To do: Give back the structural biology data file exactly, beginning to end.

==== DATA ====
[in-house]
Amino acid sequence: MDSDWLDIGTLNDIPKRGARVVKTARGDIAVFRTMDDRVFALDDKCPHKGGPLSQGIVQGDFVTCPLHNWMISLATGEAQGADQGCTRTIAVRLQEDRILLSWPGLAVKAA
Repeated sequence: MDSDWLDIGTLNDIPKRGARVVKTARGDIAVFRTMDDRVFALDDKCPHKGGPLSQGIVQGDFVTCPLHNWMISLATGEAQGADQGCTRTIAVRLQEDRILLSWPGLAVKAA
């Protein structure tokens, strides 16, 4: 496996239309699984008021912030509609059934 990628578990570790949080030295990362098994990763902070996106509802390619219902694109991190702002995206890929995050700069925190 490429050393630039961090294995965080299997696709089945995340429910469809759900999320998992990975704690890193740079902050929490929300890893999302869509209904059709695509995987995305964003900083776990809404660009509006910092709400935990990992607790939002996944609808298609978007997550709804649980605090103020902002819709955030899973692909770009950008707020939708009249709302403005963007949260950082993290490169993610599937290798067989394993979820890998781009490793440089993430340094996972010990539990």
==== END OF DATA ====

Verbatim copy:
[in-house]
Amino acid sequence: MDSDWLDIGTLNDIPKRGARVVKTARGDIAVFRTMDDRVFALDDKCPHKGGPLSQGIVQGDFVTCPLHNWMISLATGEAQGADQGCTRTIAVRLQEDRILLSWPGLAVKAA
Repeated sequence: MDSDWLDIGTLNDIPKRGARVVKTARGDIAVFRTMDDRVFALDDKCPHKGGPLSQGIVQGDFVTCPLHNWMISLATGEAQGADQGCTRTIAVRLQEDRILLSWPGLAVKAA
């Protein structure tokens, strides 16, 4: 496996239309699984008021912030509609059934 990628578990570790949080030295990362098994990763902070996106509802390619219902694109991190702002995206890929995050700069925190 490429050393630039961090294995965080299997696709089945995340429910469809759900999320998992990975704690890193740079902050929490929300890893999302869509209904059709695509995987995305964003900083776990809404660009509006910092709400935990990992607790939002996944609808298609978007997550709804649980605090103020902002819709955030899973692909770009950008707020939708009249709302403005963007949260950082993290490169993610599937290798067989394993979820890998781009490793440089993430340094996972010990539990």